Gasket, PN:MS93942, as they have a good reputation and Advance Auto Parts had a free shipping offer. This made the cost less than $6, which was more attractive than a long drive to the nearest dealer.
However, the OEM part,(17171-22060) would never be a bad option!
Fel-Pro MS93942 Intake Manifold Gasket
The Toyota TSB explains in detail how to replace the intake manifold gasket, it states the throttle body should be removed, entailing the draining of the cooling system and its refill and bleeding.
This would be a major pain, and the job can be accomplished by detaching the throttle body from the intake manifold and leaving supported by its hoses; as outlined below.
Firstly, unclip the sensor from the air box, unplug its electrical connector and move it out of the way. Then use a 10mm socket to remove the air intake tube. A 12mm
socket,not too shallow; can be used to detach the throttle body from the intake manifold. Now the cosmetic plastic cover from the engine can be removed with
a 10mm socket and pliers for the plastic plugs. The cosmetic cover for the coolant etc, can be removed with a small Torx driver,(T20) or dexterous fingernails,(to just pull the center out).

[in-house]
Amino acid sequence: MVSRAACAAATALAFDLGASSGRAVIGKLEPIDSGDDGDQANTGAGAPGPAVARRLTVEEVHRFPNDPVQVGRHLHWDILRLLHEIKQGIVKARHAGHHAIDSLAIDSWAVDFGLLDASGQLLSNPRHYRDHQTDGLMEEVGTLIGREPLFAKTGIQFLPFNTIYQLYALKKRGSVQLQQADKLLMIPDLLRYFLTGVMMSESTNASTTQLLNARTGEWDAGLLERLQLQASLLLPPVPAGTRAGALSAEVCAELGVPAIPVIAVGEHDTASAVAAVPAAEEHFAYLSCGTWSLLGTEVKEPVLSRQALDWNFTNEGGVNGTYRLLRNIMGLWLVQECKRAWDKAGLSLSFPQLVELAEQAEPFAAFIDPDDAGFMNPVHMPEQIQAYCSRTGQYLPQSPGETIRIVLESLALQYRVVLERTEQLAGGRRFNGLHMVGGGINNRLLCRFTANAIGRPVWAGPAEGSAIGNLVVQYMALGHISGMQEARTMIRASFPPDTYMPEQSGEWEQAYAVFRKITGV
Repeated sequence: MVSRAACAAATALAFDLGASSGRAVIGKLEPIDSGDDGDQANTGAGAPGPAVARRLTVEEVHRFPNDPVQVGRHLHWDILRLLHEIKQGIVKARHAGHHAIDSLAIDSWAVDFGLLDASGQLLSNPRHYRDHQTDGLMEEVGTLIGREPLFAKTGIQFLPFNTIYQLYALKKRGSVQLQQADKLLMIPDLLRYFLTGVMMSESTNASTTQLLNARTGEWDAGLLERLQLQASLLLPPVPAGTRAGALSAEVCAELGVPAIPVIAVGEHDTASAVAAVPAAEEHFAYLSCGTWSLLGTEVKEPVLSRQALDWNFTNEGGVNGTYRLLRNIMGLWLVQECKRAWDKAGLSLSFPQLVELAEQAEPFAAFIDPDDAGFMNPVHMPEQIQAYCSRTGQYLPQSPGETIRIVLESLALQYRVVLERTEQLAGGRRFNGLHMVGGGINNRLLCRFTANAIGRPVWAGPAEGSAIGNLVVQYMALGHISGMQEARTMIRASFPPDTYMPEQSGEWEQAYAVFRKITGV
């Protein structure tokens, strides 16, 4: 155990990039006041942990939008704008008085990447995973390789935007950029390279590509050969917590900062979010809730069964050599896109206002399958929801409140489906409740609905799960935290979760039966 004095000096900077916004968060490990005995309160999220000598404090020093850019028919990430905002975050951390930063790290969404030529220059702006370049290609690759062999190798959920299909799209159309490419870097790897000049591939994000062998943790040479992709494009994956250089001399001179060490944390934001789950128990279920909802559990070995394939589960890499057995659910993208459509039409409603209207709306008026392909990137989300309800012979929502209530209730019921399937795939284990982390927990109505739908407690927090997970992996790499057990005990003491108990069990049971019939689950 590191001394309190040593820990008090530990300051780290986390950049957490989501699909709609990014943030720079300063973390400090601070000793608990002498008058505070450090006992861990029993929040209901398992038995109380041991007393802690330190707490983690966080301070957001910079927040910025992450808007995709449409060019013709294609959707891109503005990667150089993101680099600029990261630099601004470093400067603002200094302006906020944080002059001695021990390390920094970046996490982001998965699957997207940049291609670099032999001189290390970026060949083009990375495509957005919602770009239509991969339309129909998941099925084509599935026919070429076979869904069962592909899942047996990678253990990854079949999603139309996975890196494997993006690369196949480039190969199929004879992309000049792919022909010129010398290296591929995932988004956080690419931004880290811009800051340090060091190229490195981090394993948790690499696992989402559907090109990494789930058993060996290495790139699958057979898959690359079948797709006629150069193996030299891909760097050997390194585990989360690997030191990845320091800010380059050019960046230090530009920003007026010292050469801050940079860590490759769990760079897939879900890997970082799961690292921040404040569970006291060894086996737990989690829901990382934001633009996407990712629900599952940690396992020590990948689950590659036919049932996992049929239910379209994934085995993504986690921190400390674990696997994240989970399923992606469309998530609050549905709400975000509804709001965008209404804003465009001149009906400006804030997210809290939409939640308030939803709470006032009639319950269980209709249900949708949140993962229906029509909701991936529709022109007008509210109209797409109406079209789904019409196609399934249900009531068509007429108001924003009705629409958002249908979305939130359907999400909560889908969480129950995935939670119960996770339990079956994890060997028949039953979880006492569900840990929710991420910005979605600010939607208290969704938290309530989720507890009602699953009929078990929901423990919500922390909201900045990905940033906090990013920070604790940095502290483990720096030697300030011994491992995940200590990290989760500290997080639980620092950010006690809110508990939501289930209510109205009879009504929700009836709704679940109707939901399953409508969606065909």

Move hoses so the air intake tube can be removed
Engine bay with intake tube removed
The Throttle Body detached from the intake manifold
Undo the 2 Nuts 12mm and 3 bolts 12mm on top
Undo the lower 12mm bolt
Remove the hoses from the manifold, The one below is held on with a big clip!
The manifold can be gently twisted out
The above pictures illustrate the removal of the induction manifold. I used a 6 inch extension bar and a 12mm socket on the top nuts and bolts. I then used a torque wrench,
because of its longer handle, and a swivel joint,(a short extension may also work), to undo the bottom bolt. Two of the hoses are easy to access and remove,one having a wire retaining clips the other just pulls off. The third
,illustrated, has a bigger clip. It needed a small pair of locking pliers,(mine cost a couple of dollars at Walmart); to hold open the retaining clip, the hose was then detached by gently pulling the manifold away from it.